Do you have a tool chest? That box where you keep screwdrivers and wrenches and all those things you can choose from to help you get the job done, whether it be simple, such as hanging a picture or tightening a loose hinge—or complicated like installing new cabinetry. Most likely you do and possibly, like me, you let the better half take care of it.
But as writers of poetry or prose, we also have our stash of tools that we can turn to in order to create the mood, the voice, the emotional response we want in our work. One of these involves picking the point of view or “person” that we will write in: first, second or third.
To give you an example without risking copyright infringement, allow me to use a couple of fragments from my own poetry, all centered on the same topic—death—in order that you can sense how that choice creates an overall effect:
And I Will Die
…On that morning
light will slip through gauzy curtains
while dust motes dance, abandoned
to the whisperings of April’s breath…
On that morning
in the first kiss of dawn,
I will die.
As You Lie Dying
As you lie dying,
the shadow of a palm
outside your window
peeps in, enters,
slips across the comforter,
nestles in its folds,
covers your pain…
…Outside the window now
a murder of crows descends to feed.
The Dead Woman Listens
The woman, dead, listens,
hears the sounds of falling
snow on marble or is it
alabaster? She cannot
recall the stone she chose,
cold, pure, unforgiving to
assaults of elements, to
words accusatory or de-
riding. Impervious is she
to all of these as she lies
wondering why they bother
to pretend to care.
Use of the first person in “And I Will Die” creates a greater sense of emotional intimacy because it is the poet, in her imagination, allowing insight into her experience. There is also a bit of a dreamy quality because the event has not yet occurred.
In the excerpt using second person, the writer is a witness to the event, although she is still emotionally involved. This allows her to relate it with a bit more objectivity, still using images from nature. The ending is harsher than in the first, imagined poem.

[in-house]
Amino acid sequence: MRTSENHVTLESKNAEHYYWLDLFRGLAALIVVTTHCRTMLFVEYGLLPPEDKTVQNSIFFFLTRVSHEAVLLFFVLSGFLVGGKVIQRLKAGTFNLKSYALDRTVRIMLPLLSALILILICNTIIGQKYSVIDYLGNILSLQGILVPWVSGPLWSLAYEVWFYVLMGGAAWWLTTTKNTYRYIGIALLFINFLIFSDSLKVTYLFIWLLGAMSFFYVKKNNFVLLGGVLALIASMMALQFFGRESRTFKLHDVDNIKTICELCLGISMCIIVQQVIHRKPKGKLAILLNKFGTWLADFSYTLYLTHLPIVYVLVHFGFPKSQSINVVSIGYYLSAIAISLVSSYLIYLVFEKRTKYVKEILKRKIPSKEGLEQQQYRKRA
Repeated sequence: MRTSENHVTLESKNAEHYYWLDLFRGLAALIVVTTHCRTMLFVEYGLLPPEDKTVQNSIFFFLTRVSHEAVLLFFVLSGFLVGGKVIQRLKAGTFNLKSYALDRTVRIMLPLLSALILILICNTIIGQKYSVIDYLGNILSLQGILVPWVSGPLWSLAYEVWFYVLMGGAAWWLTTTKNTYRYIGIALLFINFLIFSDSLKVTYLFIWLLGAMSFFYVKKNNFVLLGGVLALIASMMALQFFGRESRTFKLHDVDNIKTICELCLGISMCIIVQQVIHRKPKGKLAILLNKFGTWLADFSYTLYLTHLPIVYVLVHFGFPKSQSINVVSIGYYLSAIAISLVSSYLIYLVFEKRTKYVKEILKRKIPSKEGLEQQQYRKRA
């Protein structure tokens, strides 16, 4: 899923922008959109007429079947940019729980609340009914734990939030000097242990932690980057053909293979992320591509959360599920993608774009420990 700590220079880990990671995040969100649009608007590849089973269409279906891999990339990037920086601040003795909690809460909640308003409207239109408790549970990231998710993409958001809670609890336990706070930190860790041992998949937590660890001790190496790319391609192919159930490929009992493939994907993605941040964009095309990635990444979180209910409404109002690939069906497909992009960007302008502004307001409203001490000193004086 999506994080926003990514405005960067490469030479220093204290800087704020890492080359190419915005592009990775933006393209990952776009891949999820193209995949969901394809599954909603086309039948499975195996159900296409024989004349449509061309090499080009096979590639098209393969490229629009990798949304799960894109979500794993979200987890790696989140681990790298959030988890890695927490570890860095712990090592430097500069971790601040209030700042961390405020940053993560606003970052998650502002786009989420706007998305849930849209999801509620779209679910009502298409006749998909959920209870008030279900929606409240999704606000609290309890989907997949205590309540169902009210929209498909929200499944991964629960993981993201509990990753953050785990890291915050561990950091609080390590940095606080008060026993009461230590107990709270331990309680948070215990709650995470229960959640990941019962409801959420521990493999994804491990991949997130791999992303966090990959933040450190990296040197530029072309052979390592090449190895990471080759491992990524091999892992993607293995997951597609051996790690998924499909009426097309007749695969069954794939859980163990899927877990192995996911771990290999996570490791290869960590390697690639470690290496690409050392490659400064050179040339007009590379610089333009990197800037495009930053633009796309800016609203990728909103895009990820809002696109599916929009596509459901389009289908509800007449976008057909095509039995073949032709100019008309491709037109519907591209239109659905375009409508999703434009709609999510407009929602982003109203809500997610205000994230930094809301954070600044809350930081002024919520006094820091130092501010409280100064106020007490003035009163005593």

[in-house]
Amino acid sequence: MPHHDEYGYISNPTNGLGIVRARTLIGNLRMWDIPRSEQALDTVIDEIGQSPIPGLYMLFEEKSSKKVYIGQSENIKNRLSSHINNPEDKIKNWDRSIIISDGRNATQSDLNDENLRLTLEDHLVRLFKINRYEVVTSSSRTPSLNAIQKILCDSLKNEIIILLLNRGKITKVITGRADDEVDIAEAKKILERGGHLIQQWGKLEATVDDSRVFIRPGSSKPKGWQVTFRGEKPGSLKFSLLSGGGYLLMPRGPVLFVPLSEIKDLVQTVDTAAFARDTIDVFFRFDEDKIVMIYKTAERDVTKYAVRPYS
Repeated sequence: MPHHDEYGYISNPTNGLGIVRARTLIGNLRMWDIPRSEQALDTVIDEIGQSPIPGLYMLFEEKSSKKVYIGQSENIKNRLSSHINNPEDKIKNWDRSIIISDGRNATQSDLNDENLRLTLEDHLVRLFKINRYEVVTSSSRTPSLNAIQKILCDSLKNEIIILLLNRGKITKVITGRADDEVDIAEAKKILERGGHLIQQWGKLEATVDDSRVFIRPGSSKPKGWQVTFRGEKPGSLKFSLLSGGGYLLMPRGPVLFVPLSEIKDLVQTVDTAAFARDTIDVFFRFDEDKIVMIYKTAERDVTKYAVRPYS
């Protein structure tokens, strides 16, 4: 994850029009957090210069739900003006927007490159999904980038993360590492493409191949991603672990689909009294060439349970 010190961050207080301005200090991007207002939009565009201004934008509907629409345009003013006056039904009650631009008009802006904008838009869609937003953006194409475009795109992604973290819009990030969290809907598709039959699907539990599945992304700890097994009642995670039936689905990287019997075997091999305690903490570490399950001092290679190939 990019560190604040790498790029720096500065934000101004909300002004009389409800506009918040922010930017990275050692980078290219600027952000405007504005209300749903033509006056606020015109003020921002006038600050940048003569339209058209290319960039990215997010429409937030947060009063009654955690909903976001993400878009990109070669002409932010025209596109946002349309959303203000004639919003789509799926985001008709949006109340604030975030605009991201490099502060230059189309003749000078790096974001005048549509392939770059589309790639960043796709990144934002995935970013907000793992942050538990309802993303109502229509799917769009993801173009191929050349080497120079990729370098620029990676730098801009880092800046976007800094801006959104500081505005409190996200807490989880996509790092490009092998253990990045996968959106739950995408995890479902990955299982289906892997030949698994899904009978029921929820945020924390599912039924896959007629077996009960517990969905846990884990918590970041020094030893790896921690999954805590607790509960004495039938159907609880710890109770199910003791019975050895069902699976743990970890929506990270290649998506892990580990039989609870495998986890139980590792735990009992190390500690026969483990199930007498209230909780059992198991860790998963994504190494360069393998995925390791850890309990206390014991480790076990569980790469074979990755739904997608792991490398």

Finally, in the third person example, there is a certain detachment. The reader can assume that the dead woman isn’t even known to the poet and is clearly a product of her imagination. (This is an example of Marvin Bell’s Dead Man Poetry that may sneak into a future prompt, if I remember).
For today’s prompt, I would like you to write a poem using the first person–an apparent first person. Perhaps you will leave your reader wondering if you are actually the “person” of if this is a fictional character. I’d like to see you bring an event that may or may not be true. I even challenge you to assume an alter ego and to write a poem in the first person of someone whose point of view and life experience is diametrically opposed to your own. In this way, this will become an exercise, not only in use of the first person to create an intimate portrait of the character, but also a means to stretch your story-telling imagination.
Perhaps the first name in first person poetry is Walt Whitman. For inspiration here’s an excerpt from “Song of Myself.”
The smoke of my own breath,
Echoes, ripples, buzz’d whispers, love-root, silk-thread, crotch and vine,
My respiration and inspiration, the beating of my heart, the passing of blood and air through my lungs,
The sniff of green leaves and dry leaves, and of the shore and dark-color’d sea-rocks, and of hay in the barn,
The sound of the belch’d words of my voice loos’d to the eddies of the wind,
A few light kisses, a few embraces, a reaching around of arms,
The play of shine and shade on the trees as the supple boughs wag,
The delight alone or in the rush of the streets, or along the fields and hill-sides,
The feeling of health, the full-noon trill, the song of me rising from bed and meeting the sun
Here’s how to join us:
• Write your poem and post it on your blog or website;
• Access Mr. Linky at the bottom of this post and add your name and the direct URL to your submission;
• Spend time enjoying and commenting on the work of your fellow pubsters, especially those who have taken the time to do so for you.
• Enjoy your time writing and reading poetry.
For further inspiration, you may want to take the time to read Whitman’s poem in its entirety. It is not short, as you most likely know. You can find it here.
For dVerse, Meeting the Bar, this is Victoria. I look forward to reading your work.